“When I was getting started with Facebook, I could build it because I had access to the Internet and a few basic tools that gave me what I needed to build this for the world. And if we can get to a point where everyone around the world has access to those same tools, then everyone is going to be able to benefit from the innovation and ideas and hard work of billions of people around the world.”

But while undertaking such a global project is commendable, let’s not be mistaken into thinking that there isn’t an ulterior motive for it. The benefit to the company is that more people are able to access Facebook — a win-win for all parties, or so we’re meant to believe.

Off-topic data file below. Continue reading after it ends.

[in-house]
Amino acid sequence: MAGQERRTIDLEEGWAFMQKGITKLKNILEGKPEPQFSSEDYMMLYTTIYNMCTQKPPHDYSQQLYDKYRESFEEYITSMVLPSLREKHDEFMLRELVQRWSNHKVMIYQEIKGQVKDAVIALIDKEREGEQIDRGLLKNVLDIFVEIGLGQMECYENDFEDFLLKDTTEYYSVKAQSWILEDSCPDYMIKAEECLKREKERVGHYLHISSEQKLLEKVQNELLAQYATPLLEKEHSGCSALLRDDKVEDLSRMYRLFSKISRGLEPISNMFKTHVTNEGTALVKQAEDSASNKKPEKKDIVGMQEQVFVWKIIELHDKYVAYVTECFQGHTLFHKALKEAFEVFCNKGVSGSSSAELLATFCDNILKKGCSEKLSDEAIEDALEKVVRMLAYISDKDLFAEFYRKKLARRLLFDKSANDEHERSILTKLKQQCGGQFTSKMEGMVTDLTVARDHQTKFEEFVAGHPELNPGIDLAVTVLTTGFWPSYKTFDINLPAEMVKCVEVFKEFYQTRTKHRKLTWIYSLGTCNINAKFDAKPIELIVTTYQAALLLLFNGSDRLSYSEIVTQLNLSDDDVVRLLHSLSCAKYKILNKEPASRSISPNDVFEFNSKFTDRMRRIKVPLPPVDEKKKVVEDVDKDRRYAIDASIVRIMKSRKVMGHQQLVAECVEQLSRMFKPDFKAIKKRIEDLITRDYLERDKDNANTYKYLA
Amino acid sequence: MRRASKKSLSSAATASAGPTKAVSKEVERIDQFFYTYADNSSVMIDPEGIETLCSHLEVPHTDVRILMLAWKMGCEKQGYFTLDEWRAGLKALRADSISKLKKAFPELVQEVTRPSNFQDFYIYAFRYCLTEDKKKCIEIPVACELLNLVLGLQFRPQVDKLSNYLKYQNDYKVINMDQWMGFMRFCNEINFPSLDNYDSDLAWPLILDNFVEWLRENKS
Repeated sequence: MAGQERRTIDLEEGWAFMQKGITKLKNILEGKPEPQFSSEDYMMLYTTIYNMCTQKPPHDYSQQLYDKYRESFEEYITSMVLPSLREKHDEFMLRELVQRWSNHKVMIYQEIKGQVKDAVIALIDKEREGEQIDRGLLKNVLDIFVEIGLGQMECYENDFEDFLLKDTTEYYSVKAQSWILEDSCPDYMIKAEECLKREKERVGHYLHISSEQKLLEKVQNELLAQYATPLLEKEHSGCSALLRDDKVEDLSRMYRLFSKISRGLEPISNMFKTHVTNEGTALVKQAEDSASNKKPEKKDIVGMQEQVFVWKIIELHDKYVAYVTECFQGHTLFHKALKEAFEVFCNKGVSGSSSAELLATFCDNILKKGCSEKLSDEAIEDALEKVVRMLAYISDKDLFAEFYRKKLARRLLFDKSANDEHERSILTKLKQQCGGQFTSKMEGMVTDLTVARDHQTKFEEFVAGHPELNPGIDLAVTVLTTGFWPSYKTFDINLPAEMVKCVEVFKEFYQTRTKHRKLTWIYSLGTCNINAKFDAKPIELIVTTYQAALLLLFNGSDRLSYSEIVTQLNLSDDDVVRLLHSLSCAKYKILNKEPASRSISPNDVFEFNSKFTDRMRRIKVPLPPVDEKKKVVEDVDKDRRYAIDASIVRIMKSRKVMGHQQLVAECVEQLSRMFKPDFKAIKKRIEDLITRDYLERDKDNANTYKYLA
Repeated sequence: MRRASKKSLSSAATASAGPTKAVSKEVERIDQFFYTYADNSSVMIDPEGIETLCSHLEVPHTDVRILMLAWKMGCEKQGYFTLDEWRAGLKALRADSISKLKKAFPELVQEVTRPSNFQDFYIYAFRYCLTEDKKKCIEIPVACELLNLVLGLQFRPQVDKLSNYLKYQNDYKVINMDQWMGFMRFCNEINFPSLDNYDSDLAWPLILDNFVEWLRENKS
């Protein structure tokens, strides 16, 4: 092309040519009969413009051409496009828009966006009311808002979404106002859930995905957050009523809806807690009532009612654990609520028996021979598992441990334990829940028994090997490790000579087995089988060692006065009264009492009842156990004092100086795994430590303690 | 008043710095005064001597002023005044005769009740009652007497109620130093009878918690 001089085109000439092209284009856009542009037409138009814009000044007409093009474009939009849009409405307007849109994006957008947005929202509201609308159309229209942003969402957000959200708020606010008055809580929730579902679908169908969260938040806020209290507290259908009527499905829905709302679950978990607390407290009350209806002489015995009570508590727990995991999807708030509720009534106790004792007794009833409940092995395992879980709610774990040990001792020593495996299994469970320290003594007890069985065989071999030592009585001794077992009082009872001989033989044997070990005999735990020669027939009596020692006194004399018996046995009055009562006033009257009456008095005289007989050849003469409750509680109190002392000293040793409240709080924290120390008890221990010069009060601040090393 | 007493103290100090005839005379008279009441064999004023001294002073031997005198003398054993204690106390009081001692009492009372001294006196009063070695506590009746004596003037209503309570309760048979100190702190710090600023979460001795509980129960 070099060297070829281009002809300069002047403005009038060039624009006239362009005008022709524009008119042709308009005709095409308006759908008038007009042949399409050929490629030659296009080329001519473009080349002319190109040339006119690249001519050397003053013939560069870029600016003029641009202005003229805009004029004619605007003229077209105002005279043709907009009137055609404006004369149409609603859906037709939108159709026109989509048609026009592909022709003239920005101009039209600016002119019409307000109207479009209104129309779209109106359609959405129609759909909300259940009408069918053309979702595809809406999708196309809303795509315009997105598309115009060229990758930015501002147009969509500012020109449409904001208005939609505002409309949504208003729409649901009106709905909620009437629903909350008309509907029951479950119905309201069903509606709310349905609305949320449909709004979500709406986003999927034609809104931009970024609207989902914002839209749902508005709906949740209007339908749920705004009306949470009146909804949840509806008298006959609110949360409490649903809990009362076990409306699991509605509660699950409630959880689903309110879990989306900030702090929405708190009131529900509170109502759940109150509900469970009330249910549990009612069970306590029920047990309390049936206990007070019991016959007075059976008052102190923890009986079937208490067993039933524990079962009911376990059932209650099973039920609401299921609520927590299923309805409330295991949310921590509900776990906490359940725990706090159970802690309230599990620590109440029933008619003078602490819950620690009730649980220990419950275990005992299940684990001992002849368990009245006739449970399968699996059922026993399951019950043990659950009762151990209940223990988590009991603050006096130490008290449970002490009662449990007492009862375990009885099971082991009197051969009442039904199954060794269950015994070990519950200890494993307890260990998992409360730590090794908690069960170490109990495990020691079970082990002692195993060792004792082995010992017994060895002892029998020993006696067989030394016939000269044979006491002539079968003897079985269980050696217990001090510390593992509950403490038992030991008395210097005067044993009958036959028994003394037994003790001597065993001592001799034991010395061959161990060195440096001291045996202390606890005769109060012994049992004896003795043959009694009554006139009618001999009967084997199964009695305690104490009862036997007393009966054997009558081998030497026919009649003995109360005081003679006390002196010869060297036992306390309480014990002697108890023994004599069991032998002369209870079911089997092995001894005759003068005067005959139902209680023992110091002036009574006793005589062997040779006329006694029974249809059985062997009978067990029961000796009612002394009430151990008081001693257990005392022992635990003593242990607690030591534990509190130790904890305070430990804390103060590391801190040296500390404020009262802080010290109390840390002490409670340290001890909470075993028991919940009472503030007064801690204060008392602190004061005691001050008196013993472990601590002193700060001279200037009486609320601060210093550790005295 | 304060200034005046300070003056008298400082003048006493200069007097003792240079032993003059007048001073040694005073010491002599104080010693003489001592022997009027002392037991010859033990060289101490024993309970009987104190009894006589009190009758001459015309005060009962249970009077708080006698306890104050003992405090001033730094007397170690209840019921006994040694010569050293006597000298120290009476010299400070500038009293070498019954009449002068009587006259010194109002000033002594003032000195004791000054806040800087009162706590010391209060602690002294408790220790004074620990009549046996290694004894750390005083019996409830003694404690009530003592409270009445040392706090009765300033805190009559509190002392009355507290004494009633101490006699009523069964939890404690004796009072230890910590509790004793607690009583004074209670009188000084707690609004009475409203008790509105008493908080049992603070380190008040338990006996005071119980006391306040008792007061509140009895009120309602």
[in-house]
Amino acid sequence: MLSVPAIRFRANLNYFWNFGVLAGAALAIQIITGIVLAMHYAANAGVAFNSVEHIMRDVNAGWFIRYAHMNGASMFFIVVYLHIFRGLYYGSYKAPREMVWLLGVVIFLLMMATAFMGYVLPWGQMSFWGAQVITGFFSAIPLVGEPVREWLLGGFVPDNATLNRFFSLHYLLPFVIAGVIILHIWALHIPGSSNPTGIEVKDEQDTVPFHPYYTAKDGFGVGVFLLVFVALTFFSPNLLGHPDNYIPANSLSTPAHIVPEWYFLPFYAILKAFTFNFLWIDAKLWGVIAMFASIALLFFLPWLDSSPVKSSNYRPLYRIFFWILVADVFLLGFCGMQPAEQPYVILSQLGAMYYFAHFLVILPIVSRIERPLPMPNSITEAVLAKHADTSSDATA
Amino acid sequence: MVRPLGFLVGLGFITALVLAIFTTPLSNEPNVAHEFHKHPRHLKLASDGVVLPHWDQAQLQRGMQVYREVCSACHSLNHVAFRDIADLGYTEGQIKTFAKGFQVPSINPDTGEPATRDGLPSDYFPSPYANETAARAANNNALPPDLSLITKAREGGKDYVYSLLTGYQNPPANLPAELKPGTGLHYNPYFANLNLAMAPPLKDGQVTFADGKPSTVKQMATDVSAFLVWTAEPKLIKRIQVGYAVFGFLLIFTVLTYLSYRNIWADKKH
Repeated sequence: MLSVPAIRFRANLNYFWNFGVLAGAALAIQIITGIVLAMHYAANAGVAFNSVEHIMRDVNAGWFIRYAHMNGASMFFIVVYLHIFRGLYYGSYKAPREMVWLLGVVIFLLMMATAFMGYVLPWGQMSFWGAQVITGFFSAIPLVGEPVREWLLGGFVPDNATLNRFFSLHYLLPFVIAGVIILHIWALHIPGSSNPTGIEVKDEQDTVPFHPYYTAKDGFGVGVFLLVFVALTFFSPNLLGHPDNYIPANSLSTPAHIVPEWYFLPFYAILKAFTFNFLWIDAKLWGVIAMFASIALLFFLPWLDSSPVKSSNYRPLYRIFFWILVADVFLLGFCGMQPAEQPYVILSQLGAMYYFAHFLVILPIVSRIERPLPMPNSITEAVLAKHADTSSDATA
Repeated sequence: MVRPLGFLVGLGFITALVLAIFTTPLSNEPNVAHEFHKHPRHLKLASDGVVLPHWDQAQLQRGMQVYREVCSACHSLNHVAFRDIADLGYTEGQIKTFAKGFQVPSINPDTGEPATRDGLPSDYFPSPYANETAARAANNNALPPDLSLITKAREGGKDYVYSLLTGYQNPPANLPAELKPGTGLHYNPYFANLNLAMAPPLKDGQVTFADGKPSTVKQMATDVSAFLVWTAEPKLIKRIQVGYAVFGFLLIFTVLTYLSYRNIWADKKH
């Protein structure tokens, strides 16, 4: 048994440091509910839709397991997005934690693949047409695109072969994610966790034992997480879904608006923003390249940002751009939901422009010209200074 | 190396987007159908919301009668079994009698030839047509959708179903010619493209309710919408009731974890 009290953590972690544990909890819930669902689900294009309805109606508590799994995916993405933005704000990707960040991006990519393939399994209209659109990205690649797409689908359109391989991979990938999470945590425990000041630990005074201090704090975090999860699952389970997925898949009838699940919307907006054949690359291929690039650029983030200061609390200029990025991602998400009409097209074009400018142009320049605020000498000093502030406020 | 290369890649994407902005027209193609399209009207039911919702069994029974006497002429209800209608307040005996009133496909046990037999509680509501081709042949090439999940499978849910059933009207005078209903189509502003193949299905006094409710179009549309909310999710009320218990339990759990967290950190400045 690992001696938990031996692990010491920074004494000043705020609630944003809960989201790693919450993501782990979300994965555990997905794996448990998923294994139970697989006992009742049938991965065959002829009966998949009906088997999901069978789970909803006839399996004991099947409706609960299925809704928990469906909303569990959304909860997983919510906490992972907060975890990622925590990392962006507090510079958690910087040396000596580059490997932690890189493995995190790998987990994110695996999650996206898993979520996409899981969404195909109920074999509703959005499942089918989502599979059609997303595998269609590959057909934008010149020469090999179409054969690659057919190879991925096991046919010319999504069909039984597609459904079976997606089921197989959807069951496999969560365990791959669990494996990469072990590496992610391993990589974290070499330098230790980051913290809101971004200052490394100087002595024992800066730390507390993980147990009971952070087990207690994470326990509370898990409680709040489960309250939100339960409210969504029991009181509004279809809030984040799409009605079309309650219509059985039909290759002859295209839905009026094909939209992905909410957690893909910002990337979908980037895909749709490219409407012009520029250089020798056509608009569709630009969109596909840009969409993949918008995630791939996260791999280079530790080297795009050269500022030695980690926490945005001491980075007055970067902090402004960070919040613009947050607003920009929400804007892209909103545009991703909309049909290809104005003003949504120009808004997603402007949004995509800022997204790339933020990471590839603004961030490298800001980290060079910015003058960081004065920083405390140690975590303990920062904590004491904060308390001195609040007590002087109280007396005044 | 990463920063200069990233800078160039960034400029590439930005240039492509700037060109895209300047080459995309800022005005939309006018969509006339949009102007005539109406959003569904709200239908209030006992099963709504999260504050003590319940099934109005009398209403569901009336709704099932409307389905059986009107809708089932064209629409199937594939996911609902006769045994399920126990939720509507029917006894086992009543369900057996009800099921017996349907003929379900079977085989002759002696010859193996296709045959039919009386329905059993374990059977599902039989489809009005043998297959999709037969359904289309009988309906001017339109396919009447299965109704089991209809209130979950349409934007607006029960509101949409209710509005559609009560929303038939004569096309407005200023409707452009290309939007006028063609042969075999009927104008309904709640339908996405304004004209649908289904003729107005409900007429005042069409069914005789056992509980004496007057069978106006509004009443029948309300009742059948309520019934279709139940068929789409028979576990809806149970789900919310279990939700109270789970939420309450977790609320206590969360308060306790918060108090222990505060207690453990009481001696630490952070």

Nevertheless, Facebook isn’t waiting for Internet.org to move forward full-steam. Instead, it’s been working on architectural solutions for its mobile applications to ensure that they’ll work across various devices, no matter whether users are on a smartphone or feature phone or if they’re on WiFi or have a data plan.

Next: How businesses view social

How businesses view social

When asked to define Facebook, most people will probably say it’s a social network. It’s something that businesses have examined over the past decade and started to apply to their product workflow. Companies like Salesforce, Jive Software, Microsoft’s Yammer, Zendesk, Huddle, and others have built not only products, but their business around the notion of being social within the enterprise, and it’s helping increase usage and growth.